Note the puzzled Australian Shepherd in the background? Appropriate.

Note the puzzled Australian Shepherd in the background? Appropriate.

He cleaned nothing and proved a poor source of amusement. What we nowadays refer to as “a waste of money.” But the idea was good.

I’m assuming, now that there are so many models of Roomba and his companion that supposedly scrubs floors … and the price is hundreds of dollars more for even the most basic model, that the technology has improved.

Frankly, I’m skeptical. Roomba was not merely not quite good enough. Roomba was useless. Even when he actually managed to find a piece of floor flat enough and uncluttered enough to attempt to clean, he didn’t pick up enough dirt to make a noticeable dent in the dust and dirt.

He was eventually consigned to a box in a corner and ultimately thrown out with other stuff that seemed like a good idea at the time. I’ll be charitable and suggest maybe Roomba has improved during the past 20 years … but unless someone gives me one for free, I’ll stick with traditional vacuums cleaners. Because they actually suck dirt.

I’m sure the day of the robot will come. But I don’t think it’s here yet. Where’s Robby when we need him?


 You, Robot – The Daily Prompt


deck flowers summer petunia

Summer is passing too fast. Slow down, summer. Autumn will wait and so will that nasty old winter. I’d like the warm weather to hand around longer. Let the flowers keep blooming, the dark green leaves of late summer heavy on the branches.

deck flowers purple petunias summer

And my deck garden. It’s just one season long, then it’s gone. One summer of purple and white petunias and white begonias, hanging on their post on the deck.

deck flowers petunia summer

Hang on summer. I still need your heat!

deck flowers summer petunias

For those who would like to know, I used my Olympus E-PM2 (4/3 format) with the Olympus 45 mm 1.8 portrait lens to give the pictures a super shallow depth of field and lovely bokeh (fuzzy background).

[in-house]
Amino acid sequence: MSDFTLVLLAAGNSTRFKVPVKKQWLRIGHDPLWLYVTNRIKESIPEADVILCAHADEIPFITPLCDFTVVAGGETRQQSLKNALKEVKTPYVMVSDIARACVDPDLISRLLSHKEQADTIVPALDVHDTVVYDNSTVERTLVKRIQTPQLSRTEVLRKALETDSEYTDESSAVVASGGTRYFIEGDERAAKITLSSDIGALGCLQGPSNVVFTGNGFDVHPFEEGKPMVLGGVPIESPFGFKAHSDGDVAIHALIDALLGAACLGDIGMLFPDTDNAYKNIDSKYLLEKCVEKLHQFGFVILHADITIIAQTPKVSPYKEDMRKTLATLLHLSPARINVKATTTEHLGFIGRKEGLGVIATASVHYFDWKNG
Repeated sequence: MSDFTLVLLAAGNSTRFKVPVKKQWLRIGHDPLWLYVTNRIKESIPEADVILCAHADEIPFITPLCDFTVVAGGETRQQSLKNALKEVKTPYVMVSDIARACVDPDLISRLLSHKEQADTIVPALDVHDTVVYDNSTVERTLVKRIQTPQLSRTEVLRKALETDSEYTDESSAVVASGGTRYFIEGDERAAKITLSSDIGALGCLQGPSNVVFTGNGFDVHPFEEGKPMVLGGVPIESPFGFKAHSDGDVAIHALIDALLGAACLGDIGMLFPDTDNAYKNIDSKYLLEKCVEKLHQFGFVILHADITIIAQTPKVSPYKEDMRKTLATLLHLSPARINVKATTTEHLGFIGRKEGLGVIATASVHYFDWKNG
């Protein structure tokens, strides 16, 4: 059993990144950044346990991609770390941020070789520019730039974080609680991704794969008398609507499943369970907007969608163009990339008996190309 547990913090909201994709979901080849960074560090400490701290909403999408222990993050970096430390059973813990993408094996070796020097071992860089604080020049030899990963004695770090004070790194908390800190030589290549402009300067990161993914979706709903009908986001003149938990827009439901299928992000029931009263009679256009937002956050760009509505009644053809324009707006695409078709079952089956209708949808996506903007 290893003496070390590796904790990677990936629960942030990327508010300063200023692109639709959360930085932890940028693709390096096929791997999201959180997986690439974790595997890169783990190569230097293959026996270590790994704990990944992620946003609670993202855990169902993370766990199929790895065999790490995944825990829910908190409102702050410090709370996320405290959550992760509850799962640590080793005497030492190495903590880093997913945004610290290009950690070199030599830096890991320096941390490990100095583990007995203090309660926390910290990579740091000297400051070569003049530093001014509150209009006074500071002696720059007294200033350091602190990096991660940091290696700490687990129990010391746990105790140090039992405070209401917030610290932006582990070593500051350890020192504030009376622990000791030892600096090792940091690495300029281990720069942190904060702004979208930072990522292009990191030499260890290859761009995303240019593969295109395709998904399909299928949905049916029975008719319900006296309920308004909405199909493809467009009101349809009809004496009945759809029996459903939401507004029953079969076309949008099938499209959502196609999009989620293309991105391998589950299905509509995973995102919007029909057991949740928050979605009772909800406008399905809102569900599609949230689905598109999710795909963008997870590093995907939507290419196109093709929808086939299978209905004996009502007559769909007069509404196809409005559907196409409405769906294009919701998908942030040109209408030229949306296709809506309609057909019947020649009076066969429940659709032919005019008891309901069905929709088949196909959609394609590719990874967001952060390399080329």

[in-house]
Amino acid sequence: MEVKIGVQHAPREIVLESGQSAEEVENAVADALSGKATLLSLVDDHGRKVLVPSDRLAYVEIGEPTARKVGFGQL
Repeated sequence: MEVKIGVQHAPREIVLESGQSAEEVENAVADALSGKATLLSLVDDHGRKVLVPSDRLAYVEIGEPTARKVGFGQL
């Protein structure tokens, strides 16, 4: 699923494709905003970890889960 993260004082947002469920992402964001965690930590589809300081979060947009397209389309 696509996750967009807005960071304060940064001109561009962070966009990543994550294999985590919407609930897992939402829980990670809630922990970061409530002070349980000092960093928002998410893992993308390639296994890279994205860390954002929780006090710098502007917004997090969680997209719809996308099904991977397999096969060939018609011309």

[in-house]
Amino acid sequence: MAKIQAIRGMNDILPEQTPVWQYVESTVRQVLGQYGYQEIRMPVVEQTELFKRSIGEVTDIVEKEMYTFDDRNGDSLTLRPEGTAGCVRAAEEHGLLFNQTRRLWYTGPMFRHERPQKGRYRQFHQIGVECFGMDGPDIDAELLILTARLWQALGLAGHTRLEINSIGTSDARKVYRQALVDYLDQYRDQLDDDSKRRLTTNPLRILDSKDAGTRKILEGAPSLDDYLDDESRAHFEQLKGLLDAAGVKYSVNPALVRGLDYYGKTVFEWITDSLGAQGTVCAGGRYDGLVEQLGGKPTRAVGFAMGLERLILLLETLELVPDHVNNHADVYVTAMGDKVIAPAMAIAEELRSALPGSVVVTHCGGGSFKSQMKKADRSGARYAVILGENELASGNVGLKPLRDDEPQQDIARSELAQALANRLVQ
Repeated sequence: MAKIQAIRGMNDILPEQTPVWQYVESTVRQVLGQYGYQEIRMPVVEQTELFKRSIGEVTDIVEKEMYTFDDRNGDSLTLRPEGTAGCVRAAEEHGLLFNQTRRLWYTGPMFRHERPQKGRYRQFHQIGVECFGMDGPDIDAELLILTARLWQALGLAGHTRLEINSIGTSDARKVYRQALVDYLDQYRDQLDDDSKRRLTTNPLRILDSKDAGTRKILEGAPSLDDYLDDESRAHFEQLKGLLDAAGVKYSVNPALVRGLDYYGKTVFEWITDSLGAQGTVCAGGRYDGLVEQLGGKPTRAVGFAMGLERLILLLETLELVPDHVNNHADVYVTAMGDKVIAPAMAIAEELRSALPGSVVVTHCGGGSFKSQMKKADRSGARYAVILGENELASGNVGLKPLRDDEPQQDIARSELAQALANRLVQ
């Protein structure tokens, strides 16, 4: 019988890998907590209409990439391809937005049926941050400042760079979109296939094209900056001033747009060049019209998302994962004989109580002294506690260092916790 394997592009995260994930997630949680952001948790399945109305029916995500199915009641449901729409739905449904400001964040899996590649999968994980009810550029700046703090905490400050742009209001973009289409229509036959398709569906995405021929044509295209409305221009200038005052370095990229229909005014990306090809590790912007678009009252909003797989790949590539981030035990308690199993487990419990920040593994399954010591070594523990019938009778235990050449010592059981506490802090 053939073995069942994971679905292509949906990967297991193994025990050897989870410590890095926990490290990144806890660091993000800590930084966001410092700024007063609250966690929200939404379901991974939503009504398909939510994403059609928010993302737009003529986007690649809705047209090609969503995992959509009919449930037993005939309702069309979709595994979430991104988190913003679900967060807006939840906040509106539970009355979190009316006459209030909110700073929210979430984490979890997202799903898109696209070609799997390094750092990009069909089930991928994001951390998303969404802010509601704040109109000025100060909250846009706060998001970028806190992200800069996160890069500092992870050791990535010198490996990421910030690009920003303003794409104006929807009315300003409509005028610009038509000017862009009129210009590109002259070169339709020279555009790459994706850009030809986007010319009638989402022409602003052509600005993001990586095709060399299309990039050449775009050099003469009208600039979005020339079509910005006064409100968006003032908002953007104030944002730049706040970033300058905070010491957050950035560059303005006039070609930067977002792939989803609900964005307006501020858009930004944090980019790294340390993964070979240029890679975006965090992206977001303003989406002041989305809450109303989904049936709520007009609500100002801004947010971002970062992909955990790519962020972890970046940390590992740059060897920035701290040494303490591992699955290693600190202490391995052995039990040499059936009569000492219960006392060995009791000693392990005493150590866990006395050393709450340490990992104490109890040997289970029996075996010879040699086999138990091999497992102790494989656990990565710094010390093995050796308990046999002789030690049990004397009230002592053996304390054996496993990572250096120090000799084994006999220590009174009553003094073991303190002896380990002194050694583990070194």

It’s either in the chalice from the palace … or the vessel with the pestle … or possibly, the flagon with the dragon. One of them has the brew that is true, but if you mistakenly drink the wrong one? Then you’ve consumed the pellet with the poison. And your goose, so to speak, is cooked.

I don’t have a line of music to add because although I’ve read lots of books recently and listened to a bunch of audiobooks, I have not a single line of music to offer here. I haven’t heard music on the radio, on CD, in a movie, or anywhere else.

But I can give you words that are almost music and I’m pretty sure will make you laugh.

Herein I praise some of the funniest movie dialog ever to grace a screen. This particular “bit” has been going through my head since yesterday. Lacking music, I’m going to suggest this as Very Early Rap or maybe Hip Hop — from the days of yore.

I defy you to memorize the words and keep them in order. I’ve been trying to remember them in order for decades, to no avail. I always lose track eventually.

Maybe you’ll have better luck (but I doubt it)!

It isn’t on Netflix any more, but it is available on Amazon Prime: The Court Jester.

Opening Line – The Daily Prompt